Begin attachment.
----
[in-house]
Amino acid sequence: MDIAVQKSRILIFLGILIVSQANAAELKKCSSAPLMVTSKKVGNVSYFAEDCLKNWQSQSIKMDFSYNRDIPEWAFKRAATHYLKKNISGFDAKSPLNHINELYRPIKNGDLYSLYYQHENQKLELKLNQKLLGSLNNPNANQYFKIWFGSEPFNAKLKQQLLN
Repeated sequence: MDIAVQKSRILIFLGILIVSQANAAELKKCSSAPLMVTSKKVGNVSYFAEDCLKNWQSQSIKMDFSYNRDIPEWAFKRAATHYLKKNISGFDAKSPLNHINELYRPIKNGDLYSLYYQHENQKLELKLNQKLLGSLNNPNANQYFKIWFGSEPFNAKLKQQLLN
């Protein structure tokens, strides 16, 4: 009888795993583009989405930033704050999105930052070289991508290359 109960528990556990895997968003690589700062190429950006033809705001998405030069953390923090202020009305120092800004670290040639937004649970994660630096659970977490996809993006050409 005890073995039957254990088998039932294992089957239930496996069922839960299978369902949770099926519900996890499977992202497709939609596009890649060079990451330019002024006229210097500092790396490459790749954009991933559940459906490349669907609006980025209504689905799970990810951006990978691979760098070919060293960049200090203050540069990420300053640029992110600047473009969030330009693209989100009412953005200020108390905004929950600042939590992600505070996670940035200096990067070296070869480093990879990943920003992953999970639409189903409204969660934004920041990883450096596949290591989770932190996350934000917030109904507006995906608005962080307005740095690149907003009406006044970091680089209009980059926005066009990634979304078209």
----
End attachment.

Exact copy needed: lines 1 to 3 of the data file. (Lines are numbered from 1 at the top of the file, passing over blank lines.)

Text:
[in-house]
Amino acid sequence: MDIAVQKSRILIFLGILIVSQANAAELKKCSSAPLMVTSKKVGNVSYFAEDCLKNWQSQSIKMDFSYNRDIPEWAFKRAATHYLKKNISGFDAKSPLNHINELYRPIKNGDLYSLYYQHENQKLELKLNQKLLGSLNNPNANQYFKIWFGSEPFNAKLKQQLLN
Repeated sequence: MDIAVQKSRILIFLGILIVSQANAAELKKCSSAPLMVTSKKVGNVSYFAEDCLKNWQSQSIKMDFSYNRDIPEWAFKRAATHYLKKNISGFDAKSPLNHINELYRPIKNGDLYSLYYQHENQKLELKLNQKLLGSLNNPNANQYFKIWFGSEPFNAKLKQQLLN